Empire State Health
Draft Legislation to be introduced by Assembly Health Committee Chair
This is a single payer bill that will create a state-run public plan, Empire State Health, in the Department of Health to provide universal comprehensive coverage for all New Yorkers. (Long-term coverage is not included, but a plan for it is to be developed within five years of passage.)
A broadly representative Board of Trustees will advise the Commissioner of Health.
Federal Funding and Waivers
Under the bill, New York would seek federal waivers that will allow ESH to encompass Medicare, Medicaid, CHIP, PPACA, and any other federally-funded program.
Private insurance that duplicates benefits offered under ESH cannot be offered to NYS residents.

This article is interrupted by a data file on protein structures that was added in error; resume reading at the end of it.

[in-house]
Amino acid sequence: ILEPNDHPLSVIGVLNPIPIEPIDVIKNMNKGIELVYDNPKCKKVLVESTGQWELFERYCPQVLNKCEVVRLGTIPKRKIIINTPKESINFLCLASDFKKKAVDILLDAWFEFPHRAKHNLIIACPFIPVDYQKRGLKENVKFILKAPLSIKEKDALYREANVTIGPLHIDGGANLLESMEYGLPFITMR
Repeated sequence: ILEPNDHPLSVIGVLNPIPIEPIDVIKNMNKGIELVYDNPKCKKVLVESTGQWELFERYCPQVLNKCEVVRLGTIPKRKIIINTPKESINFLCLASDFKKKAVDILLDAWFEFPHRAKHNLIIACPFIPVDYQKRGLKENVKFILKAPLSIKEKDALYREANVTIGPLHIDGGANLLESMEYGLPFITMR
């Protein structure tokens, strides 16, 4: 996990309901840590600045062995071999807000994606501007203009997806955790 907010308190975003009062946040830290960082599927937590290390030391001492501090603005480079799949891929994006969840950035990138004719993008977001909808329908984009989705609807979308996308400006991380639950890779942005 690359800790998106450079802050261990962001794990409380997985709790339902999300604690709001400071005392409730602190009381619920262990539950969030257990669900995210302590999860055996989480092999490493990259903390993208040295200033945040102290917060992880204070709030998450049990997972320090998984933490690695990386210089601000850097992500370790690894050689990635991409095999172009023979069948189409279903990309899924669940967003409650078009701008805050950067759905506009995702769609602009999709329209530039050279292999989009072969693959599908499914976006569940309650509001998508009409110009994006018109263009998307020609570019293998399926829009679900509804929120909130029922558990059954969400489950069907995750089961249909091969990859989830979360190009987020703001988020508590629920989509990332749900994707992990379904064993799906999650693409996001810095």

Eligibility, Benefits and Cost-Sharing
Every New York resident is eligible to enroll, with no premium or other charge.
The benefits will be those provided by Family Health Plus, Child Health Plus, Medicare, and, for those eligible for Medicaid, by Medicaid (except long-term care).
There is no cost-sharing (deductible, co-pay, co-insurance) under the program. Members are required to enroll with, and use the services of, a care manager, but services are not denied if they have not yet had the opportunity to choose one.
Payment to Providers
Initially, payment to providers will be on a fee-for-service basis, except for care management, but other payment methodologies can be set up by the Commissioner. Fees would be negotiated with providers' representatives.
The bill does not include funding, but provides that the Governor will propose a funding plan composed of a graduated payroll tax, paid 80% by employers and 20% by employees, and a non-payroll assessment on unearned income (dividends, interest, capital gains). These funds, and Federal funds received under various waivers, will be placed in an Empire State Health Trust Fund.
*Summary prepared by Dr. Len Rodberg, Research Director, PNHP-NY Metro